Extending Drop Pods to Ansible

I understand the appeal of Ansible — the simplicity, the procedural ordering of tasks, the lack of a host ‘agent’, etc. Unfortunately, I think that simplicity breeds some questionable practices, not unlike what I wanted to avoid with Terraform (e.g., operators checking out a repo, and executing code out of it with no central system of record or guardrails). Ansible is very powerful, but I think often gets used as a glorified scripting tool and nothing more.

So I found myself asking, could I build an Ansible drop pod that builds on the Terraform approach we took?

There were three problems to solve to adapt this pattern to Ansible.

  1. The need to share and version roles so we could embed our Ansible playbooks alongside our application code in a portable way

  2. A method to bundle everything into a container

  3. A way to actually run the playbooks once bundled into a container.

The answer to first problem turned out to be Ansible-galaxy. Galaxy lets you store your roles separately from your playbooks, and they don’t necessarily have to be uploaded to the Galaxy repository either — you can store and version them as part of your own SCM. Sadly, to store roles in Git requires every one of them to have its own repository. That seemed like a non-starter to me (I don’t really want dozens of tiny Github repositories eating up our license space). However, you can also pull your roles from a web location if they are in a tar format. So, we took the approach of storing roles in a single repo — giving each of them a unique tag (ie, role1-1.0), and then creating a build job to automatically create tar bundles for them that gets uploaded to a web-hosting enabled S3 bucket. Essentially, we \ created our own “poor man’s” package repository.

Ansible-galaxy also provided the answer to the second problem as well. We can embed a ‘requirements.yml’, containing any shared role dependencies required into our application repos alongside a playbook that defines the specific configuration tasks. By running “ansible-galaxy install -r requirements.yml” from within our build container, we’re producing an Ansible analog to the Terraform drop pod. We now end up with a container that “internally” has a filesystem structure that looks like this:

  
/root
   /ansible
     Playbook.yml
     requirements.yml
       /roles  
         RoleA-1.0\
           tasks\main.yml
           meta\...
         RoleB-1.0\
		   tasks\main.yml
           meta\...

Now onto question three. We can’t just run the playbook from within the container, it will end up running the playbook against the container itself. That isn’t what we want – we want to execute the playbook against an instance EXTERNAL to the container, specifically the host EC2 instance where we’ve downloaded the drop pod.

The trick was to run the container in “net=host” mode, and configure /etc/ansible/hosts (within the container of course) to reference “localhost”. This means executing the playbook from within the container will actually treat localhost as if it’s a remote host.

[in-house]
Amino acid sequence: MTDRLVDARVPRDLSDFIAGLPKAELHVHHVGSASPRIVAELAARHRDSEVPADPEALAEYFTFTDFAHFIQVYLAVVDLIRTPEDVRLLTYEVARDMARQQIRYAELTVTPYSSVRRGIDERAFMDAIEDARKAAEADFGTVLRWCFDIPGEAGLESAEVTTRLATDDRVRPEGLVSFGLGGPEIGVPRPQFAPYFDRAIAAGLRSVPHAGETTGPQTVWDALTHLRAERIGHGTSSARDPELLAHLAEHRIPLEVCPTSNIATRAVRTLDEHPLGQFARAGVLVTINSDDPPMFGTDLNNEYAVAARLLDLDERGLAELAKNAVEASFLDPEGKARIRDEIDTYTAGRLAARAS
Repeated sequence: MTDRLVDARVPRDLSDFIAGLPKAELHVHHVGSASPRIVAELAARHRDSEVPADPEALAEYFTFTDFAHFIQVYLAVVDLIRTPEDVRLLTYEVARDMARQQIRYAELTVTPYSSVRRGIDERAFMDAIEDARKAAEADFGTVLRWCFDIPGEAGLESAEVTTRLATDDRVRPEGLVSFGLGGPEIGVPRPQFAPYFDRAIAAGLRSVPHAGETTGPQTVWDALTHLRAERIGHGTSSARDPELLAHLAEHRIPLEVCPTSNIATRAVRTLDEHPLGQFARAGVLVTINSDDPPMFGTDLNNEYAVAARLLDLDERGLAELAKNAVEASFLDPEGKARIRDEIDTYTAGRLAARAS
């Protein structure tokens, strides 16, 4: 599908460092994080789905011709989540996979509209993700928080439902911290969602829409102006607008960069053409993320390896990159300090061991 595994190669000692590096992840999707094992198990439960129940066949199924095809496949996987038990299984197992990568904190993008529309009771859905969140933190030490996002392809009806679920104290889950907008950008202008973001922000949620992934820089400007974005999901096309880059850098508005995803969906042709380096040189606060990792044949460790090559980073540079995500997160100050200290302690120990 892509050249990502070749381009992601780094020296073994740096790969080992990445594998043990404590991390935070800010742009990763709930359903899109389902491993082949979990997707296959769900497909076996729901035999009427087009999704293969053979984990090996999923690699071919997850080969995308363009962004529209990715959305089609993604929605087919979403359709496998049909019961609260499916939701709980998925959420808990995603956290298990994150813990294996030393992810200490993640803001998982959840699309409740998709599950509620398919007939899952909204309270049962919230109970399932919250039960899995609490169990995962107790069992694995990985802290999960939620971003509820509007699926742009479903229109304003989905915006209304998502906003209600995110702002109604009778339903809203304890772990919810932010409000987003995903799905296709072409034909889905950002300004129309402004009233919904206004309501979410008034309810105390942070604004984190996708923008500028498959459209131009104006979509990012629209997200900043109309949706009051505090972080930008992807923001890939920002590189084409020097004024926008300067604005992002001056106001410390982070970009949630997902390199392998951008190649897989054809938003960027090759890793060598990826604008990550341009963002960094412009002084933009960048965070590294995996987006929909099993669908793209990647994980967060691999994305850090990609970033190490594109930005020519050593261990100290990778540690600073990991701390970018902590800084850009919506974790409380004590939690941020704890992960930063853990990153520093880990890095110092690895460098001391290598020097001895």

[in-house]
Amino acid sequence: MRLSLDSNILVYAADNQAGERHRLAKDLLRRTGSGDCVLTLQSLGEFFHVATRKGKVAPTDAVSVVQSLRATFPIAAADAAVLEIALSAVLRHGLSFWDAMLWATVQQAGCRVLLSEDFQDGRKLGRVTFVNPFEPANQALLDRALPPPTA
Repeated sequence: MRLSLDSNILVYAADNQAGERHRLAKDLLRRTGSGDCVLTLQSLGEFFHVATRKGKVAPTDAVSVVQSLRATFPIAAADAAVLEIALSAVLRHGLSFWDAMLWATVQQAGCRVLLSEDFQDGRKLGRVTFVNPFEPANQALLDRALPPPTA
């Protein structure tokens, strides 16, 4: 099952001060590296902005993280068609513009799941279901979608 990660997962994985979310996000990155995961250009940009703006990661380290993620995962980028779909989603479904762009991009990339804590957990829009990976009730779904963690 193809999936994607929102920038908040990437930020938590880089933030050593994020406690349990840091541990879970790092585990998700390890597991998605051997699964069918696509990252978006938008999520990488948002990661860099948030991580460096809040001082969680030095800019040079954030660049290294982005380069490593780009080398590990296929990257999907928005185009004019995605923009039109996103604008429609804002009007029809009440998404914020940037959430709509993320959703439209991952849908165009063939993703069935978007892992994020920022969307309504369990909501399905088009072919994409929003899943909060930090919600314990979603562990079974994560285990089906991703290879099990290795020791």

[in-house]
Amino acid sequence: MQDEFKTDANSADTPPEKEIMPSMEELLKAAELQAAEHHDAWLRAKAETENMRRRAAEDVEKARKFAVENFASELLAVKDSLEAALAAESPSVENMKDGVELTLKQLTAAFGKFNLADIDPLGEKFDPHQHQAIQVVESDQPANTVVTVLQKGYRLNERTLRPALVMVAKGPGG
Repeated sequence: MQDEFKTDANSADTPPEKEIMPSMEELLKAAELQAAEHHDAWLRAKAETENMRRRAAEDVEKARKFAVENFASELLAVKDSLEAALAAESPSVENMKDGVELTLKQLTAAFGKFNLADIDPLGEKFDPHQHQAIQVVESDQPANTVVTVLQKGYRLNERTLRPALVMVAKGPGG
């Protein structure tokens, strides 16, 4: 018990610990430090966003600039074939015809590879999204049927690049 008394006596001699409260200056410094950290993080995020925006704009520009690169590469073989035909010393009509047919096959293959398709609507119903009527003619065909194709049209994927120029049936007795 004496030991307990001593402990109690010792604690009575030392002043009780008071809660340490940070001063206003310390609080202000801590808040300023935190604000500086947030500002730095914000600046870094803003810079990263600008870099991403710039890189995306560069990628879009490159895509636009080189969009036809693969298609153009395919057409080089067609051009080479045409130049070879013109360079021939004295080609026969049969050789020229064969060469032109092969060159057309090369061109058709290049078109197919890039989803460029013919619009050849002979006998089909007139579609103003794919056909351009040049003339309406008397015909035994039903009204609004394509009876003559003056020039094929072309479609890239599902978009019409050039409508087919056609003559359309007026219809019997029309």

There’s some additional ingredients to making this work. We need to pre-bake these Ansible drop pods with an SSH private key that allows the ‘ansible-runner’ user to connect over (but ONLY from localhost).

Applying the playbook thus looks like this (keeping in mind the entry point is ‘ansible-playbook’

docker run -e ANSIBLE_HOST_KEY_CHECKING=False --net='host' --rm
pixability/application_repository:some_versioned_drop_pod --private-key /root/.ssh/id_rsa --user ansible-runner
playbook.yml

The container will run this playbook as if you’d provided it an external host to connect to. It just so happens that the external host is actually the host operating system where the container is running.

We now have a fully self-contained “package” that not only contains the playbook and all associated roles on the appropriate version, but also the full Ansible execution environment. This too is wrapped in a simple script that takes arguments of “app”, “branch,” and “build”, and handles pulling the container and executing it with the correct arguments.

Epilogue

Drop pods as a pattern are still being refined here, with plans to extend to our Terragrunt managed infrastructure coming down the road as well. By leveraging Docker to create fully self-contained “packages” with everything needed to apply a Terraform plan or execute an Ansible playbook, we get a system that is highly portable, versionable, and repeatable. We also sidestep and entirely avoid version compatibility issues, and can tightly couple our configuration and infrastructure definitions with the application builds that depend on them.

For Pixability, this system will have the most usefulness for managing our shared infrastructure components, since we run most of our web applications and microservices as containers. However, as a means for configuring and enforcing the underlying state of the container scheduling and orchestration layer itself, it will work very well indeed. From beginning a new job, to developing a new infrastructure package, these new beginnings hold a lot of promise for Pixability and its Engineering team.